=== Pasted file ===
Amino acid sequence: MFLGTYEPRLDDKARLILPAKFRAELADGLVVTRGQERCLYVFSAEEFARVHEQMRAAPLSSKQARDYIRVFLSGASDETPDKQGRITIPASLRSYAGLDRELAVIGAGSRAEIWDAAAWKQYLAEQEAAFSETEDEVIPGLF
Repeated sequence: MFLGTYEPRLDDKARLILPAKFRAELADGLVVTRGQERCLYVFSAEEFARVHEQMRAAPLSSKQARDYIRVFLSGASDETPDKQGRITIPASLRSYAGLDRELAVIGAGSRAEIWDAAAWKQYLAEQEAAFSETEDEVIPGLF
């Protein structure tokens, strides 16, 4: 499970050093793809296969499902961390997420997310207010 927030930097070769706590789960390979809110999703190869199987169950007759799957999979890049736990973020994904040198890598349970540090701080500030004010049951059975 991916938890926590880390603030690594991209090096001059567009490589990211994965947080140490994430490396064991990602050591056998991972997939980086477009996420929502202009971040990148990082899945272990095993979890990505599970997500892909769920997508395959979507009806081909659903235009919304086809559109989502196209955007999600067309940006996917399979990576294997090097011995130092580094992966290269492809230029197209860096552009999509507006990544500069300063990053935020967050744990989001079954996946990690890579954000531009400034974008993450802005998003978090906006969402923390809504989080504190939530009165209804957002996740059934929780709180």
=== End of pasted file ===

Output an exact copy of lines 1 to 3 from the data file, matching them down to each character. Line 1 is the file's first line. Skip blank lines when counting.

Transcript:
Amino acid sequence: MFLGTYEPRLDDKARLILPAKFRAELADGLVVTRGQERCLYVFSAEEFARVHEQMRAAPLSSKQARDYIRVFLSGASDETPDKQGRITIPASLRSYAGLDRELAVIGAGSRAEIWDAAAWKQYLAEQEAAFSETEDEVIPGLF
Repeated sequence: MFLGTYEPRLDDKARLILPAKFRAELADGLVVTRGQERCLYVFSAEEFARVHEQMRAAPLSSKQARDYIRVFLSGASDETPDKQGRITIPASLRSYAGLDRELAVIGAGSRAEIWDAAAWKQYLAEQEAAFSETEDEVIPGLF
């Protein structure tokens, strides 16, 4: 499970050093793809296969499902961390997420997310207010 927030930097070769706590789960390979809110999703190869199987169950007759799957999979890049736990973020994904040198890598349970540090701080500030004010049951059975 991916938890926590880390603030690594991209090096001059567009490589990211994965947080140490994430490396064991990602050591056998991972997939980086477009996420929502202009971040990148990082899945272990095993979890990505599970997500892909769920997508395959979507009806081909659903235009919304086809559109989502196209955007999600067309940006996917399979990576294997090097011995130092580094992966290269492809230029197209860096552009999509507006990544500069300063990053935020967050744990989001079954996946990690890579954000531009400034974008993450802005998003978090906006969402923390809504989080504190939530009165209804957002996740059934929780709180």